Chester Roman Amphitheatre
The largest Roman amphitheatre in Britain, used for entertainment and military training by the 20th Legion, based at the fortress of 'Deva' (Chester). The ruins currently exposed are those of a large stone amphitheatre, similar to those found in Continental Europe, although a smaller wooden amphitheatre may have existed on the site before. Only the northern half of the structure is exposed; the southern half is covered by buildings.
It is said to be the largest so far uncovered in Britain, and dates from the first century CE, when the Roman fort of Deva Victrix was founded, making it around 2000 years old. It would have been primarily used for military training and drill, but would also possibly for circuses, cock fighting, bull baiting and combat sports such as gladiatorial combat. In use through much of the Roman occupation of Britain, the amphitheatre fell into disuse around the year 350.
No-one knew that Chester had an amphitheatre until it was discovered in 1929, when one of the curved walls appeared while an underground boiler room was being built onto the south side of Dee House. During the early 1930's parts of the western entrance, outer wall and arena walls where then found. It is located outside the south-east corner of the legionary fortress, it's main entrances face east and west. Between each of these entrances were two doorways giving access to a corridor which ran around the outside of the building with staircases running up to the seats above.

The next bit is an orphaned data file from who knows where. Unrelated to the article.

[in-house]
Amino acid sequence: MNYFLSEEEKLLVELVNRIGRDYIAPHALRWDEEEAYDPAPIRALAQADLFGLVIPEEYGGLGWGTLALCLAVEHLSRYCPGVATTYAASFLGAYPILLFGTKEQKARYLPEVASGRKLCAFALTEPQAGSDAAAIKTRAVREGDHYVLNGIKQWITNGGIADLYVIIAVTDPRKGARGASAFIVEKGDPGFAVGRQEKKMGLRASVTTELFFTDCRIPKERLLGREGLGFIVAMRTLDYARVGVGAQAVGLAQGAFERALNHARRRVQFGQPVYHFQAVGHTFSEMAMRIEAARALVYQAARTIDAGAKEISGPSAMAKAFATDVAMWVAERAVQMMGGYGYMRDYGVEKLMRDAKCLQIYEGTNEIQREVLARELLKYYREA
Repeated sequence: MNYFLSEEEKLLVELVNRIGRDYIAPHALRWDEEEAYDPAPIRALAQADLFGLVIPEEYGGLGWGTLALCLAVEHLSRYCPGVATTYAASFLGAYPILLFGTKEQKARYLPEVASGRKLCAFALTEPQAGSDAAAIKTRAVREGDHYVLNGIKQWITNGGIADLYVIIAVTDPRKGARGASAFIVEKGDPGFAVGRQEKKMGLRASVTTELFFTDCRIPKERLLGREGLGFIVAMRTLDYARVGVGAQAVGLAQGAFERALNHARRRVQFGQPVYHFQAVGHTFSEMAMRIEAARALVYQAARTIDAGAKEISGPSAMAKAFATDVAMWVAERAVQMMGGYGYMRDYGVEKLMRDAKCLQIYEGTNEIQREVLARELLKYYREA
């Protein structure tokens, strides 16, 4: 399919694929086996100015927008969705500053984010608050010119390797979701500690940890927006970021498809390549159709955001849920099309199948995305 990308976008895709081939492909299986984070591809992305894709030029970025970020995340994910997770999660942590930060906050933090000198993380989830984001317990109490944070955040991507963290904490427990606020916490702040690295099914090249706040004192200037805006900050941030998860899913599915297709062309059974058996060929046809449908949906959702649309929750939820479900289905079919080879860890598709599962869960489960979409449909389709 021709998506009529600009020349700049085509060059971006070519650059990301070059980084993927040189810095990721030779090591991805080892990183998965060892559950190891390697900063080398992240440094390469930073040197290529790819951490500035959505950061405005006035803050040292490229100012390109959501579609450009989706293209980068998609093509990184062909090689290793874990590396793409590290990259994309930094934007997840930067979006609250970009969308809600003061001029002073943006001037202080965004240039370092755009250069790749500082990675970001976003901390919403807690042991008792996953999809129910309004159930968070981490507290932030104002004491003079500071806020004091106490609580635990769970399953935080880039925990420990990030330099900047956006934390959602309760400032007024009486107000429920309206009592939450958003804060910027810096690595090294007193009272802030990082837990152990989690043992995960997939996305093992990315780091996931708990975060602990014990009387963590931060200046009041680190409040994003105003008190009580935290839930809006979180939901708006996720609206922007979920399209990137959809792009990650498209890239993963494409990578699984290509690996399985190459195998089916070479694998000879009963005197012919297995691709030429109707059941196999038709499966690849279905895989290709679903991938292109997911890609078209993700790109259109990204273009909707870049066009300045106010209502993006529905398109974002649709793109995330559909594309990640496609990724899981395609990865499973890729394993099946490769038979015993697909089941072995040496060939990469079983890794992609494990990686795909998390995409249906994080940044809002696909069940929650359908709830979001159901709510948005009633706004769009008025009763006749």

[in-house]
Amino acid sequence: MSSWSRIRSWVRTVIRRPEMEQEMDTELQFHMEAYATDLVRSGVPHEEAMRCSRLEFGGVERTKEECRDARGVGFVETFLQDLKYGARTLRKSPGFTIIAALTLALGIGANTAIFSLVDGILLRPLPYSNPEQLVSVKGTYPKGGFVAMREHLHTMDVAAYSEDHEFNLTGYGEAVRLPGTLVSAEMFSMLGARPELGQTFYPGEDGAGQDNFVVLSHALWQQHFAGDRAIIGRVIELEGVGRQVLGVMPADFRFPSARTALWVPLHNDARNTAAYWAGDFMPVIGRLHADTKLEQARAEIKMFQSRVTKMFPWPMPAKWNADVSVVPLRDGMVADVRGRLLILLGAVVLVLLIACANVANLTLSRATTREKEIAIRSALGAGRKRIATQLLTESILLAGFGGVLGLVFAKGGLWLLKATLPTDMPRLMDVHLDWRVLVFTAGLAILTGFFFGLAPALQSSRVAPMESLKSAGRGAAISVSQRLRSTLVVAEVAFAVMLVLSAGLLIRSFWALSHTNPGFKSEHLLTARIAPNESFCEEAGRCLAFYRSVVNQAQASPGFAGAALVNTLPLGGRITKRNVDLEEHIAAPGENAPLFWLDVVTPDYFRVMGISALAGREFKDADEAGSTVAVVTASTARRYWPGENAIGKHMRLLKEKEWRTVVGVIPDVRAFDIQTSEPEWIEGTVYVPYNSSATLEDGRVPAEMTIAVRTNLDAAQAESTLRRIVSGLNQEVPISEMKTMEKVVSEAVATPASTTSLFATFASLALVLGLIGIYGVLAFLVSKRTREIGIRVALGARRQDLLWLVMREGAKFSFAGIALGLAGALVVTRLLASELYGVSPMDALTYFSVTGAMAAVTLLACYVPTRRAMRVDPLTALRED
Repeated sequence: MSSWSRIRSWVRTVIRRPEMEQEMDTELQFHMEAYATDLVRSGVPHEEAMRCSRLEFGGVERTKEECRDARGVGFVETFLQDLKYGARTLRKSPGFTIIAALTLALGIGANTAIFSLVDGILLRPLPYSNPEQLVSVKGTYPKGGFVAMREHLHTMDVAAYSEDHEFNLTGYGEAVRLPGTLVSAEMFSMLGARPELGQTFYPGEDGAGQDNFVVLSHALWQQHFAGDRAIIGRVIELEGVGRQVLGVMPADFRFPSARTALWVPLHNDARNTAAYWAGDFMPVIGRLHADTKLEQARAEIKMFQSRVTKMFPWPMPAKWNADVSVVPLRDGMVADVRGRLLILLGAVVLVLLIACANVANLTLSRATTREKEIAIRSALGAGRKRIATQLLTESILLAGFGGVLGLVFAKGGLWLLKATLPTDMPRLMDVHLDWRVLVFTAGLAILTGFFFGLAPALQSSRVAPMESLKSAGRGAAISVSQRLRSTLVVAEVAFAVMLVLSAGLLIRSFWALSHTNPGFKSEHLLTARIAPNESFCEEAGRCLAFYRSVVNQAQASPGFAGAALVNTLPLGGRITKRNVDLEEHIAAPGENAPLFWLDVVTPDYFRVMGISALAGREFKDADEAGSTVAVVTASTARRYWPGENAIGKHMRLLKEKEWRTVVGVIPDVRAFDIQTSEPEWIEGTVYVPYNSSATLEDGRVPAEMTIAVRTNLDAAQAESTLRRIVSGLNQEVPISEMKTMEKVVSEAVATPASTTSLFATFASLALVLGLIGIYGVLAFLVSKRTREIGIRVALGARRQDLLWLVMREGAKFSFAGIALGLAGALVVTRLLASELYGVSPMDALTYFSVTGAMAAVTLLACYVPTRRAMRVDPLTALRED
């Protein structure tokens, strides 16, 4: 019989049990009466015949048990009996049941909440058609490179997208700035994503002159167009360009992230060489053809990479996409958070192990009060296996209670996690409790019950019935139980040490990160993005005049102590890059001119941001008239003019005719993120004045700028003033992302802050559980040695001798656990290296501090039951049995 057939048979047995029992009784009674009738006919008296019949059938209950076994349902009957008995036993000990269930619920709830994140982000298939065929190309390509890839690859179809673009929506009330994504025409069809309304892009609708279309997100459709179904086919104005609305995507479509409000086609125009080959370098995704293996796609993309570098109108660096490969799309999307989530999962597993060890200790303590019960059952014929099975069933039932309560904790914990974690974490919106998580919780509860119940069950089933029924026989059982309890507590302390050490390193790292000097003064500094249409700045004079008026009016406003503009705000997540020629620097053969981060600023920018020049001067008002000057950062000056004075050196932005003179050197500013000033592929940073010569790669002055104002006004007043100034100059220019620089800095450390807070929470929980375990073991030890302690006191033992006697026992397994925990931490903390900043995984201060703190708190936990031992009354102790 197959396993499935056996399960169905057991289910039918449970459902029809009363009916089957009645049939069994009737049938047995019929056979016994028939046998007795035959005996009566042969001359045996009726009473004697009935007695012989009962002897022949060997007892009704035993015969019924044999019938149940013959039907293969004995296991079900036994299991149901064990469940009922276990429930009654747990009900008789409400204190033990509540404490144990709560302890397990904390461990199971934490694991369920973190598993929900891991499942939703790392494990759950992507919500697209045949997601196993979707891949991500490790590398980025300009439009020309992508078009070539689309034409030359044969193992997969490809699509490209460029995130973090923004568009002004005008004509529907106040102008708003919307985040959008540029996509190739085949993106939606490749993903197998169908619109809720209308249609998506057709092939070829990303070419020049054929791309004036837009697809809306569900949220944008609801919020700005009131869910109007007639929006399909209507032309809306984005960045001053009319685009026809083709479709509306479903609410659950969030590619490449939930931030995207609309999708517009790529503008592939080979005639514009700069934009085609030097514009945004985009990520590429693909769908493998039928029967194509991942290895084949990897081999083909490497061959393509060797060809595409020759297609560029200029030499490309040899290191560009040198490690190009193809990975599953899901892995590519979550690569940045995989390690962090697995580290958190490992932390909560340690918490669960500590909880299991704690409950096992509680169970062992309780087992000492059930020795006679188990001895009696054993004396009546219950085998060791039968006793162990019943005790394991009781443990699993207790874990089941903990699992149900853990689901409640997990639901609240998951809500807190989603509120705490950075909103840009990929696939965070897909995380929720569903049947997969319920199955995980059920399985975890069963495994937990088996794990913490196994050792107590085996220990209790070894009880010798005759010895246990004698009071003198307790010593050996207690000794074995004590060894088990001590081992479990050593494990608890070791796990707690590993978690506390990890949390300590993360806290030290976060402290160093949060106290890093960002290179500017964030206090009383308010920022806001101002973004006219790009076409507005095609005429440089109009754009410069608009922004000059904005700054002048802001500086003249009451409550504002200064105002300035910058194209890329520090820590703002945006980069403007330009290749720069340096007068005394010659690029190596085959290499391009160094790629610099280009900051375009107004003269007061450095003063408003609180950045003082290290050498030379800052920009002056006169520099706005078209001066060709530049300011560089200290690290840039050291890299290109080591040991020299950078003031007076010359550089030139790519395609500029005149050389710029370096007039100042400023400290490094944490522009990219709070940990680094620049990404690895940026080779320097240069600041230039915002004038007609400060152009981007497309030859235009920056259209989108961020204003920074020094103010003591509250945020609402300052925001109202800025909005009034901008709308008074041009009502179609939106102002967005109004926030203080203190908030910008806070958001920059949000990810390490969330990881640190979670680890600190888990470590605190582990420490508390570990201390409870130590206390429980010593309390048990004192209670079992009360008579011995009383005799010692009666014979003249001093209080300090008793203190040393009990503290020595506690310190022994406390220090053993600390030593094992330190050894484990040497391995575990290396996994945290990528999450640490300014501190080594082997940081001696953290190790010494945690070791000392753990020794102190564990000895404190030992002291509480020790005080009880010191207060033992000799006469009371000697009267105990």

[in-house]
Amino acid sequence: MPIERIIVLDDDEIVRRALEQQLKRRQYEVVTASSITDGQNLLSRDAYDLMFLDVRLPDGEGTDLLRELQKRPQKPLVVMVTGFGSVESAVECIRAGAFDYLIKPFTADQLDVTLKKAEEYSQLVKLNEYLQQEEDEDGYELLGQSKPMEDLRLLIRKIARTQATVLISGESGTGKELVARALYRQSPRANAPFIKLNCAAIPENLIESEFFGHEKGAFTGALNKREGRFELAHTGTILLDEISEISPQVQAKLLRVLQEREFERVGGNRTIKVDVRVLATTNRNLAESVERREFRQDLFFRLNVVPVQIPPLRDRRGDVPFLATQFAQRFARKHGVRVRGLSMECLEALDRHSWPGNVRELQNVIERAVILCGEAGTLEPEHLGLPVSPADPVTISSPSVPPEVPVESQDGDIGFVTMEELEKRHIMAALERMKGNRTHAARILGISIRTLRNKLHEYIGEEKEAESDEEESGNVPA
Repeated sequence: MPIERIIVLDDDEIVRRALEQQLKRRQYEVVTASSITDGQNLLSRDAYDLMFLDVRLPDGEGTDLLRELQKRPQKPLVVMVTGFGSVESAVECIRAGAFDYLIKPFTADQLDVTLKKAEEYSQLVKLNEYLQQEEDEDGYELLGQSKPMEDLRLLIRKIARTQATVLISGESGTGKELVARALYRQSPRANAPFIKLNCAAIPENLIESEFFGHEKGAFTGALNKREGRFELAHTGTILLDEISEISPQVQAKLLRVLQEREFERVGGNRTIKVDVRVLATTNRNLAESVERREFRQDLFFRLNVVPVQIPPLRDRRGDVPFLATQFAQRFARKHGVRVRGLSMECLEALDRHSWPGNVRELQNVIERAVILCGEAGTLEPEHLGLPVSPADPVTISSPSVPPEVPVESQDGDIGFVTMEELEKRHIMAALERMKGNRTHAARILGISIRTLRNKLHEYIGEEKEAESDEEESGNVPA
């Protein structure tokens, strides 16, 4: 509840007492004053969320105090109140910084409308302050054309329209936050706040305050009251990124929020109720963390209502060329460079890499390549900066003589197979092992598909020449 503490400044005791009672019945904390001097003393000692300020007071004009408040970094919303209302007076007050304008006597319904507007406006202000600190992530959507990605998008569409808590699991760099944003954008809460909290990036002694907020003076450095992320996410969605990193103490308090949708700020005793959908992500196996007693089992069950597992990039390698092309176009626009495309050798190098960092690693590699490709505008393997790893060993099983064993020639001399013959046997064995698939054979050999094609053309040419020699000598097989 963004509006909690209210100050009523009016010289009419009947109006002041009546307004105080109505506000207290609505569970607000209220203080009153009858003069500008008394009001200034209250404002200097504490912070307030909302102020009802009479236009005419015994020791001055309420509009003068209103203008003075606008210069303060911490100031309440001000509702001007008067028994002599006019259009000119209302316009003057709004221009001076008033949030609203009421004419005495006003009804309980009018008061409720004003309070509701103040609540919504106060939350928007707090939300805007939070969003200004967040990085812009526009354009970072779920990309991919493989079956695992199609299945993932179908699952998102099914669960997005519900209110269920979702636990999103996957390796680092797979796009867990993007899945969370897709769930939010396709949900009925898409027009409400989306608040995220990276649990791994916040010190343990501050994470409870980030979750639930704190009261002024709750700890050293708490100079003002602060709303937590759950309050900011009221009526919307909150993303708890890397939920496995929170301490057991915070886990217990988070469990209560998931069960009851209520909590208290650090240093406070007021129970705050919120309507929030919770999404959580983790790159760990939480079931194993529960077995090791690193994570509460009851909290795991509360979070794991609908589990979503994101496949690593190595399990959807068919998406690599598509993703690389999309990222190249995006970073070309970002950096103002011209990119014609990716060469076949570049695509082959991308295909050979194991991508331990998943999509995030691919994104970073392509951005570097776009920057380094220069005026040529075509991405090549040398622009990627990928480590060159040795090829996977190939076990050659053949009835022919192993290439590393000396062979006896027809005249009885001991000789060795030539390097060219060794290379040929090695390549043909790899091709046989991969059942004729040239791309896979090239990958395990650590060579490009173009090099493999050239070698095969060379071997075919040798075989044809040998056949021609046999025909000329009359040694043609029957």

Latest excavations by English Heritage and Chester City Council in 2004-5 revealed two successive stone-built amphitheatres with wooden seating. The first included access to the upper tiers of seats via stairs on the rear wall, as at Pompeii, and had a small shrine next to its north entrance. The second provided seat access via vaulted stairways. The two buildings differed both from each other and from all other British amphitheatres, underlining the importance of Roman Chester.
As well as taking photographs within the site you could also take a photo of it from up on the City Walls.
It is managed by English Heritage although access if free to everyone.
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